Hessen
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Beholm wrote:
ThatsWhatJenniSaid wrote:

My other design criticism of the game is admittedly a petty one but nonetheless it targets a visual element that really grates on my nerves. In Andor, you have seven hours as a player to complete tasks before the day begins again. You start on the sunrise space, i.e. 0, and each time you take an action you advance to the next hour’s space. When you hit the 7th hour space, it represents the end of the day and you are finished. Which means you go back to the sunrise box (normally; there are exceptions that let you go into overtime for an 8th hour or beyond). Below is a picture of the time track.



You can see that there is a little arrow at the end of the 7th hour space that curves back around to the sunrise space. In practice what this means is that you move your token to the 7th hour space after taking your 7th action and it is immediately the end of your day, so you move your token back to the sunrise space. Which makes the 7th hour space pointless. Since reaching the 7th hour ends your day, it would make much more sense to have the arrow curve back to the sunrise box from the 6th hour.


Actually, you start in the Rooster space, so you move to the next "hour" and take an action or you move your character and "spend" an "hour" for each space you move. The return arrow only triggers if you declare your day over. This is to set the next turns player order. You CAN take extra hours of action at a cost of 2 for each hour (up to 3 extra hours). The use of the day/hour track is probably the most difficult and most intriguing mechanic of the game. One of my players always wants to run out and "spend" his turn all at once, instead of slowly, deliberately planning the most efficient group turn. This game is a puzzle looking for the correct solution instead of a dungeon crawl or monster hunt.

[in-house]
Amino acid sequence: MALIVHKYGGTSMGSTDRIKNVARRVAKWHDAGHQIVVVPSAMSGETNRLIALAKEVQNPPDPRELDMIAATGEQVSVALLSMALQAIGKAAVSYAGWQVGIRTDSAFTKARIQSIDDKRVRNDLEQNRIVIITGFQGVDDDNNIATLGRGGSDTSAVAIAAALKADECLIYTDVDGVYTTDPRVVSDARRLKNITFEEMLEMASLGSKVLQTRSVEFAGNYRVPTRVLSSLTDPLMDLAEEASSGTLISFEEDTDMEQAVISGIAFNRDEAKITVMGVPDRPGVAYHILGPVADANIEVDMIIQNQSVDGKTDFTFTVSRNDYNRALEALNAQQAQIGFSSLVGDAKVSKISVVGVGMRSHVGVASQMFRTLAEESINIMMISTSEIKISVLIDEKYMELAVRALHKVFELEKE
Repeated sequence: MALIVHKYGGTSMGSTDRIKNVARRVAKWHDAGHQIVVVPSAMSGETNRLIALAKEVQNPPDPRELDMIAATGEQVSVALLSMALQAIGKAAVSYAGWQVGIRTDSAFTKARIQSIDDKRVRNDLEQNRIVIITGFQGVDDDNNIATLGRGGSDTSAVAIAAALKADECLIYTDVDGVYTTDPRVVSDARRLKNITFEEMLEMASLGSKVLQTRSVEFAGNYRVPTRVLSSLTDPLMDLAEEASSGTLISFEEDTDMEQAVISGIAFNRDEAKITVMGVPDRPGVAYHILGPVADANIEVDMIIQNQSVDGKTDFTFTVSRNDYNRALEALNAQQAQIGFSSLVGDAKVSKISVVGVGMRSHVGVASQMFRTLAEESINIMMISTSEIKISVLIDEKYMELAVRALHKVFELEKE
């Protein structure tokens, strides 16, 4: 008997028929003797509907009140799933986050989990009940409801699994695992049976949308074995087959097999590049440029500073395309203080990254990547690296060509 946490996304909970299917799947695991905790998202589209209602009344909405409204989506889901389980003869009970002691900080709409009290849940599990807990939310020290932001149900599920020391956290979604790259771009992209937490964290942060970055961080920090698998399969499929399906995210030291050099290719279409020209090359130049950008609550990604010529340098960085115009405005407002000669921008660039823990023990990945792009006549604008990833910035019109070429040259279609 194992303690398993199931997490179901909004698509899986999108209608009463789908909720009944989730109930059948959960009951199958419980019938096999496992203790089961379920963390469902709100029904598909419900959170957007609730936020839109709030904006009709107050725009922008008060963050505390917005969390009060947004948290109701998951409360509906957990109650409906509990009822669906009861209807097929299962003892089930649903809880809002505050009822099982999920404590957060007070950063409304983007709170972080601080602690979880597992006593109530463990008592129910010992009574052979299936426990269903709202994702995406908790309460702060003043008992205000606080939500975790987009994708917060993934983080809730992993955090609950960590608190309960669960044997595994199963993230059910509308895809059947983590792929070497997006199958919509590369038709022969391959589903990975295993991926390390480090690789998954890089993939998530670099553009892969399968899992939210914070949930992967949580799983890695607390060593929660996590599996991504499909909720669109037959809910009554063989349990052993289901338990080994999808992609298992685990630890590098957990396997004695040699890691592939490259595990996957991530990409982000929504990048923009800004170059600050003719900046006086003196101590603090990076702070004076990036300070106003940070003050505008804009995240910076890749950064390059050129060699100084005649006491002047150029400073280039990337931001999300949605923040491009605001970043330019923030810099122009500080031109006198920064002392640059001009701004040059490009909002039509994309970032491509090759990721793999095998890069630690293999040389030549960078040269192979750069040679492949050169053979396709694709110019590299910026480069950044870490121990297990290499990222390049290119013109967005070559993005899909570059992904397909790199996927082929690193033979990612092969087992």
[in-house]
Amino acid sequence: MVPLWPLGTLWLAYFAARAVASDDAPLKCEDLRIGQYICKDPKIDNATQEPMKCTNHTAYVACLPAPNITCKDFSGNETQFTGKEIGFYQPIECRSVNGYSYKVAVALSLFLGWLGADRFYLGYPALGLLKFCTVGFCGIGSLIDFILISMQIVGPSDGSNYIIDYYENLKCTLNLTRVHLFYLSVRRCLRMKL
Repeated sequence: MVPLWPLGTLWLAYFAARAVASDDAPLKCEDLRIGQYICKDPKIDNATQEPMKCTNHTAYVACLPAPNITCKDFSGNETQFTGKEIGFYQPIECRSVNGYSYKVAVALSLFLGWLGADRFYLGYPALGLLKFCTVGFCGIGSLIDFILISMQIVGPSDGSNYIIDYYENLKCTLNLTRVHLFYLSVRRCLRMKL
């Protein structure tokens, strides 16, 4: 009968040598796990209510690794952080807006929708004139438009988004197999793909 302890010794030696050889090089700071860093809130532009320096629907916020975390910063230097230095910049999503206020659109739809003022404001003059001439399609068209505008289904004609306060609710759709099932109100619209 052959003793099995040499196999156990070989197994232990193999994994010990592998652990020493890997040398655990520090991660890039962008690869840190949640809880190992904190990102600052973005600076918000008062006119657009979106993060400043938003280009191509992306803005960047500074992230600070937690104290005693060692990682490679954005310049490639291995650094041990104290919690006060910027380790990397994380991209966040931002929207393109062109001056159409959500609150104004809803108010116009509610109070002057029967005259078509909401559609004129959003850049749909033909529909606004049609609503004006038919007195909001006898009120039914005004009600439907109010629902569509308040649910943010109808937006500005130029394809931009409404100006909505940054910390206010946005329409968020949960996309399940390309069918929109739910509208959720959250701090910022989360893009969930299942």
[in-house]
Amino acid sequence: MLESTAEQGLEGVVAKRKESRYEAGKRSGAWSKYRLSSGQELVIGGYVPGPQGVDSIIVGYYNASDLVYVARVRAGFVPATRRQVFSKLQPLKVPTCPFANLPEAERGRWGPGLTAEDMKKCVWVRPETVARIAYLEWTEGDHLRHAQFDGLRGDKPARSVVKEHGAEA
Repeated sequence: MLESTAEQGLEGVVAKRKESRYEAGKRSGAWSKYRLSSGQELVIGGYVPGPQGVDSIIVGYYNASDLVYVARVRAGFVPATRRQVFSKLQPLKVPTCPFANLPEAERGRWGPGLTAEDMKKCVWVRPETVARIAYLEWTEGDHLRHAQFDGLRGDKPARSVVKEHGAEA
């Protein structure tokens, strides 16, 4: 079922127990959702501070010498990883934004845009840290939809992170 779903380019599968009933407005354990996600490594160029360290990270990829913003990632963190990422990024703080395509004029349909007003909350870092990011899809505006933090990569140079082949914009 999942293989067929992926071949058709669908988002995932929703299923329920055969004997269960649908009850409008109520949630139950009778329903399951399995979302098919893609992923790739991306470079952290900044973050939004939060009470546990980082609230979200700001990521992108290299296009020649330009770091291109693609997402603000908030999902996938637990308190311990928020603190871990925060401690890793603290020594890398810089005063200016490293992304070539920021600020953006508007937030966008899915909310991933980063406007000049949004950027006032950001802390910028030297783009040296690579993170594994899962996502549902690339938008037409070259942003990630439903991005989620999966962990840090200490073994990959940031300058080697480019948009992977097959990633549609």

Rightio. Ending your day is a deliberate, conscious act. And can be done only at the beginning of your turn.
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Dmitriy Razumov
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Vladimir
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ThatsWhatJenniSaid wrote:
Give me a game where we can divide and conquer and I fight a monster and you fight a monster, over a game where we both have to fight the same monster together to win. Please.


And you have it in legend 3 where each player get his own unique mission. Some of it requires cooperation as well, but some of them pretty individual and independent.